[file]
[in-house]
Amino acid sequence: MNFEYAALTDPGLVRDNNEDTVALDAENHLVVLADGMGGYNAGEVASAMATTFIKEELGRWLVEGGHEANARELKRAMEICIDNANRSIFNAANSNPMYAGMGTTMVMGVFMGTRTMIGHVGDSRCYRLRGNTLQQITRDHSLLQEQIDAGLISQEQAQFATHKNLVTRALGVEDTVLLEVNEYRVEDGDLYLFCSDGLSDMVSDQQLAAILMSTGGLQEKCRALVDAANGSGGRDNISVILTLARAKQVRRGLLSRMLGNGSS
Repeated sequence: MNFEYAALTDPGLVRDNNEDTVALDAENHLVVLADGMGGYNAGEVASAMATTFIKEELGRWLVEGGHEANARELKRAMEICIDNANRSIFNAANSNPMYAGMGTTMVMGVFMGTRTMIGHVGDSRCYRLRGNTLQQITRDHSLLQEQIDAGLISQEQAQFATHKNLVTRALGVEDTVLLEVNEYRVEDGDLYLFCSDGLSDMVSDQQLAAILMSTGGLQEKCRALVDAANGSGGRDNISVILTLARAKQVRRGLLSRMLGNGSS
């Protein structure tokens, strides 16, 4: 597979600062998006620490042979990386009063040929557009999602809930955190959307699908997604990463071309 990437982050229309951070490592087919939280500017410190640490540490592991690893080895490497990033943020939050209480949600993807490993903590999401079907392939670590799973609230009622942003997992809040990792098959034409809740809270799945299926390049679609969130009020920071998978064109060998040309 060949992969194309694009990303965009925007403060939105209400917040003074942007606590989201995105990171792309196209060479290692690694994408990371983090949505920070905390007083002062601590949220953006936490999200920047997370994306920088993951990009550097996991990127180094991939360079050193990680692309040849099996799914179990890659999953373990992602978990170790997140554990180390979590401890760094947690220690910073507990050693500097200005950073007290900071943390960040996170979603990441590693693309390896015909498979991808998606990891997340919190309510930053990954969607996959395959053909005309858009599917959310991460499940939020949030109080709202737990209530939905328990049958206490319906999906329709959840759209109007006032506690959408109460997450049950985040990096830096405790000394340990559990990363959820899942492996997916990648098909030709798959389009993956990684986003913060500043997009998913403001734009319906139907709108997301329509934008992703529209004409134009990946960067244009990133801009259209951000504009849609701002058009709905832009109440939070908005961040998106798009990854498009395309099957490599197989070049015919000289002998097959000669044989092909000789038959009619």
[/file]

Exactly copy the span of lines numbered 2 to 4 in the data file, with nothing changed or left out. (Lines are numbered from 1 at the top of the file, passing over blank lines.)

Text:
Amino acid sequence: MNFEYAALTDPGLVRDNNEDTVALDAENHLVVLADGMGGYNAGEVASAMATTFIKEELGRWLVEGGHEANARELKRAMEICIDNANRSIFNAANSNPMYAGMGTTMVMGVFMGTRTMIGHVGDSRCYRLRGNTLQQITRDHSLLQEQIDAGLISQEQAQFATHKNLVTRALGVEDTVLLEVNEYRVEDGDLYLFCSDGLSDMVSDQQLAAILMSTGGLQEKCRALVDAANGSGGRDNISVILTLARAKQVRRGLLSRMLGNGSS
Repeated sequence: MNFEYAALTDPGLVRDNNEDTVALDAENHLVVLADGMGGYNAGEVASAMATTFIKEELGRWLVEGGHEANARELKRAMEICIDNANRSIFNAANSNPMYAGMGTTMVMGVFMGTRTMIGHVGDSRCYRLRGNTLQQITRDHSLLQEQIDAGLISQEQAQFATHKNLVTRALGVEDTVLLEVNEYRVEDGDLYLFCSDGLSDMVSDQQLAAILMSTGGLQEKCRALVDAANGSGGRDNISVILTLARAKQVRRGLLSRMLGNGSS
């Protein structure tokens, strides 16, 4: 597979600062998006620490042979990386009063040929557009999602809930955190959307699908997604990463071309 990437982050229309951070490592087919939280500017410190640490540490592991690893080895490497990033943020939050209480949600993807490993903590999401079907392939670590799973609230009622942003997992809040990792098959034409809740809270799945299926390049679609969130009020920071998978064109060998040309 060949992969194309694009990303965009925007403060939105209400917040003074942007606590989201995105990171792309196209060479290692690694994408990371983090949505920070905390007083002062601590949220953006936490999200920047997370994306920088993951990009550097996991990127180094991939360079050193990680692309040849099996799914179990890659999953373990992602978990170790997140554990180390979590401890760094947690220690910073507990050693500097200005950073007290900071943390960040996170979603990441590693693309390896015909498979991808998606990891997340919190309510930053990954969607996959395959053909005309858009599917959310991460499940939020949030109080709202737990209530939905328990049958206490319906999906329709959840759209109007006032506690959408109460997450049950985040990096830096405790000394340990559990990363959820899942492996997916990648098909030709798959389009993956990684986003913060500043997009998913403001734009319906139907709108997301329509934008992703529209004409134009990946960067244009990133801009259209951000504009849609701002058009709905832009109440939070908005961040998106798009990854498009395309099957490599197989070049015919000289002998097959000669044989092909000789038959009619």